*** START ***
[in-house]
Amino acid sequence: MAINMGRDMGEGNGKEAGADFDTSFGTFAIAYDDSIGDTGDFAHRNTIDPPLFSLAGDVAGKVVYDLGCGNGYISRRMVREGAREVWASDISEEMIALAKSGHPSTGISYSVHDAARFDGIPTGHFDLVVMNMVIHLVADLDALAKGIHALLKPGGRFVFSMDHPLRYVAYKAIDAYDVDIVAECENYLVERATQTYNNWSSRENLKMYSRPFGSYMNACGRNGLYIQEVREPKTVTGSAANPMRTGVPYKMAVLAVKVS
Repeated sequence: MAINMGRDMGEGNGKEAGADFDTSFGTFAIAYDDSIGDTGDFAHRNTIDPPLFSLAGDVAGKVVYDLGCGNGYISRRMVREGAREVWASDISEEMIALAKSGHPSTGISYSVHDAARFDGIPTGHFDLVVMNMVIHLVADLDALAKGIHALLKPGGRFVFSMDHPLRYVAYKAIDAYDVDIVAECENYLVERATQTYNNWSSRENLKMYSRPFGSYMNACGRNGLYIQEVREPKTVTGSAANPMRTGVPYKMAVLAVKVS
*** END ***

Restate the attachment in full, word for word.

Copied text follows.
[in-house]
Amino acid sequence: MAINMGRDMGEGNGKEAGADFDTSFGTFAIAYDDSIGDTGDFAHRNTIDPPLFSLAGDVAGKVVYDLGCGNGYISRRMVREGAREVWASDISEEMIALAKSGHPSTGISYSVHDAARFDGIPTGHFDLVVMNMVIHLVADLDALAKGIHALLKPGGRFVFSMDHPLRYVAYKAIDAYDVDIVAECENYLVERATQTYNNWSSRENLKMYSRPFGSYMNACGRNGLYIQEVREPKTVTGSAANPMRTGVPYKMAVLAVKVS
Repeated sequence: MAINMGRDMGEGNGKEAGADFDTSFGTFAIAYDDSIGDTGDFAHRNTIDPPLFSLAGDVAGKVVYDLGCGNGYISRRMVREGAREVWASDISEEMIALAKSGHPSTGISYSVHDAARFDGIPTGHFDLVVMNMVIHLVADLDALAKGIHALLKPGGRFVFSMDHPLRYVAYKAIDAYDVDIVAECENYLVERATQTYNNWSSRENLKMYSRPFGSYMNACGRNGLYIQEVREPKTVTGSAANPMRTGVPYKMAVLAVKVS